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Advanced Electrical Machines :

Introduction to electrical
machine technology and
application areas
Dr. Chris Gerada
PEMC research group
University of Nottingham
chris.gerada@nottingham.ac.uk
Course outline
1. Introduction to electrical machine technology and application areas.
2. Electrical Machines Basics
Electric and Magnetic Circuit theory, Torque production and DC machines
3. Machine windings and d-q representation
4. Basic Machine Types and Characteristics
Induction Machines (IM), Wound Field (WF) and (PM)Synchronous Machines(SM), Brushless DC (BLDC)
machines, Switched Reluctance machines (SRM), and Flux Switching (FS) machines
5. Electrical Machine design and sizing
6. Materials for electrical machines
7. Thermal management
8. High performance drives
9. Design case studies

Course details

Requirements : Basic understanding of Electrical Machines
Enabling Technology, Drivers and Application Areas
Enabling Technology
Power Electronics
Microprocessors
New Materials (Permanent Magnets)

The technological improvements are leading to:
Higher Speed Machines
Higher Torque Density
New machine topologies which only operate
through power electronics
Higher operating temperatures
High performance and Energy efficient control

Drivers
Energy Efficiency and reduced CO2 emissions
Energy Utilisation
More Electric Transport
Renewable Energy
Application Areas :

Traditional Applications
Industrial Drives
Pumps
Generators

Expanding application areas
Embedded generation
Electrical and Hybrid Vehicles
The all Electric ship
The more Electric Aircraft
Automation and manufacture
Distributed Generation
At present CHP is the most significant type of embedded generation and simultaneously produces
electrical power and useful heat.
Generally the electrical power is consumed inside the CHP premises, although power may be
exported or imported from the distribution system.
The heat which is generated is used in industrial processes, space heating and/or district heating.
Various technologies may be used in CHP plants reciprocating IC engines, steam-turbines, gas-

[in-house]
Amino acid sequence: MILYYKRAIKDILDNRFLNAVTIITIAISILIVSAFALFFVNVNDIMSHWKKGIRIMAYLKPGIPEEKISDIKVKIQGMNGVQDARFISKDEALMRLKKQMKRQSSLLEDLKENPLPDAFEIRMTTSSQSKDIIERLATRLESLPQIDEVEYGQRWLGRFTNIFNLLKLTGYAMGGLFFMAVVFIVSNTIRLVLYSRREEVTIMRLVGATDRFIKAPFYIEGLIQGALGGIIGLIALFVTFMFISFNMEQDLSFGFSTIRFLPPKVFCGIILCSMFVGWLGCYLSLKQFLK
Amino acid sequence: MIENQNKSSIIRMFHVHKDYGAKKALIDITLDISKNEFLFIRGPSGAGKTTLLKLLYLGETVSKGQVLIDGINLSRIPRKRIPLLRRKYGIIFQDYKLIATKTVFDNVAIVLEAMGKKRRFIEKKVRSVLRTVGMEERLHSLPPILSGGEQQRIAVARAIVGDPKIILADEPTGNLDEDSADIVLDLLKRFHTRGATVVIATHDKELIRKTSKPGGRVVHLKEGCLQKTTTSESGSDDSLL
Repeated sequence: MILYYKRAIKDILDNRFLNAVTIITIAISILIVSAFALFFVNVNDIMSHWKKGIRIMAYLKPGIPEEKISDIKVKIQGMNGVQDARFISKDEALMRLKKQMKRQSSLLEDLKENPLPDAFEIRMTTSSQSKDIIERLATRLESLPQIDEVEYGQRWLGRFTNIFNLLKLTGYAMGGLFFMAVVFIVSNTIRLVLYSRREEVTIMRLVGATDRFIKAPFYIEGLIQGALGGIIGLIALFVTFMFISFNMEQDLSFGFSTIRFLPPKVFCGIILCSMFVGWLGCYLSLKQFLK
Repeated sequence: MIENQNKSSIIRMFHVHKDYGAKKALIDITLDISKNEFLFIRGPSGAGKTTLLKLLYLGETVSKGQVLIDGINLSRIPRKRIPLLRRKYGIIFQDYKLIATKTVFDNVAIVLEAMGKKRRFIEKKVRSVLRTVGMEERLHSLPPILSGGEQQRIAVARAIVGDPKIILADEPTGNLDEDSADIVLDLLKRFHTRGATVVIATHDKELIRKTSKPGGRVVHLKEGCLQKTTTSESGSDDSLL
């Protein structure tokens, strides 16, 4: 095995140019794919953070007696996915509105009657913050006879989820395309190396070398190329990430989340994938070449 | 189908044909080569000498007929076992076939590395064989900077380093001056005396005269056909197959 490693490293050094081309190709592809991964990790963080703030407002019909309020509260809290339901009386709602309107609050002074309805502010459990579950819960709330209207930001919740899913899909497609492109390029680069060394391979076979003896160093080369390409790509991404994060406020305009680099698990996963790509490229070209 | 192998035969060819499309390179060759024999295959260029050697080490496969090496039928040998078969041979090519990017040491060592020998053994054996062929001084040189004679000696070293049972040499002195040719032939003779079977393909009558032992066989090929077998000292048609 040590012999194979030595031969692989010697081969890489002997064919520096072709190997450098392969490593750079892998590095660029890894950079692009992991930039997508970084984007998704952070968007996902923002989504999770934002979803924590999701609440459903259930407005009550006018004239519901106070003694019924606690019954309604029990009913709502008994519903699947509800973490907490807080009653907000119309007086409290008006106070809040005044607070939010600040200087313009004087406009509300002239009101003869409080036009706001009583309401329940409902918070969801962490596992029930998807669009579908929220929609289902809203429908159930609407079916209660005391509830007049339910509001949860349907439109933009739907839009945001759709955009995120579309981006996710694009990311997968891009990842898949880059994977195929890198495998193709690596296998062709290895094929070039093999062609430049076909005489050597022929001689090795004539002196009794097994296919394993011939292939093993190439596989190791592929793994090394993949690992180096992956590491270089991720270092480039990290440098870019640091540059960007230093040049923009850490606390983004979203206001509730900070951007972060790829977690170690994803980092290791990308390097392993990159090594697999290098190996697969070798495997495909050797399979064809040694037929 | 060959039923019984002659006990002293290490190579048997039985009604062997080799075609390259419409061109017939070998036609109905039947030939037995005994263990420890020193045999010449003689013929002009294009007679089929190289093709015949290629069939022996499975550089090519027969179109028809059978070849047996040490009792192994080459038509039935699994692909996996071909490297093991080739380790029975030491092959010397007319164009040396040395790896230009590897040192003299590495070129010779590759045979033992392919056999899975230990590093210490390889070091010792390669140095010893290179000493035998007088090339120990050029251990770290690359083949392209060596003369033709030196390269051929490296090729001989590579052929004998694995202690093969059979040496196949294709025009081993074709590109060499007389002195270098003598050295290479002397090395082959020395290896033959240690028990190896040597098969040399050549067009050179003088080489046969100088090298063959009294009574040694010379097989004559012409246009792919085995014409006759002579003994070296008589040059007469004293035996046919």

turbines etc.

Source: Jenkins, N., Allen, R., Crossly, P., Kirschen, D. and Strbac, G. Embedded Generation. IEE Power and Energy Series 31
Electric and Hybrid Vehicles
Improved Vehicle Efficiency

Different types of machines can be used for traction :
Induction Motors
PM Brushless DC
PM Brushless AC
Switched Reluctance

Highly cost-competitive environment

Demanding torque speed characteristics and
operating environment

Electrical Machines are also increasingly being used
for :
Electrically Assisted Turbocharging (very high speed
machines)
Electrical Power Steering (low torque ripple
requirement)
Waste energy recovery
In-wheel motors by Porsche - 1900
Marine Propulsion
More Electric Propulsion
Fewer installed/running prime
movers
Electrical interconnectivity provides
greater operational flexibility
Reduced manning and life-cycle costs
Ship layout flexibility
Reduced vulnerability

Conventional Mechanical
Propulsion
Numerous gas-turbine (GT) and diesel
generator (DG) units
Prime-movers remote from propellers
due to ship layout constraints
Limited operational flexibility
Rolls-Royce - Podded propulsor- The unit acts as a propulsor and rudder, with
an integrated electric motor located within the hydrodynamically optimised
housing driving the shaft
Power Sources Conventional Aircraft
Jet Fuel
Propulsion
Thrust ( 40MW)
Gearbox driven
hydraulic pump
Electrical
Gearbox driven
generators
Hydraulic
High pressure
air bled from
engine
Pneumatic
Fuel pumps
and oil pumps
on engine
Mechanical
200kW 1.2MW 240kW 100kW
Total non-thrust power 1.7MW
Figures for a typical A320/B737 size aircraft
More Electric Aircraft Concept
More-Electric Aircraft Machines
Note the relative power transmission capabilities of hydraulic and electrical systems.
Area: 64.52 mm
2
Pressure: 13.79 Mpa
Velocity: 0.3m/s
Area: 64.52 mm
2
Current density: 9.3 A/mm
2

Voltage: 270 V
Power = 267 W
Challenges for electro-mechanical actuators EMAs.
High power density motors and converters
High speed motors have high inertial energy storage
Gear jamming potential
Cooling Methods
Reliability of power electronics
Drive Integration
Fault tolerance
Sensors
Diagnostics

Power = 162, 000 W Hydraulic Line Electric Cable
Fundamental matters
1. What constitutes an electrical machine?
2. Why are there different forms?
3. How do they work?
4. How can I analyse the method of working of a particular machine
type?
5. How big will a machine have to be to deliver a particular power?
6. How do I deal with the losses?
7. What do I need to know to use a particular machine type?
8. How do I control a machine to achieve the required performance?
9. How do I design an electrical machine?

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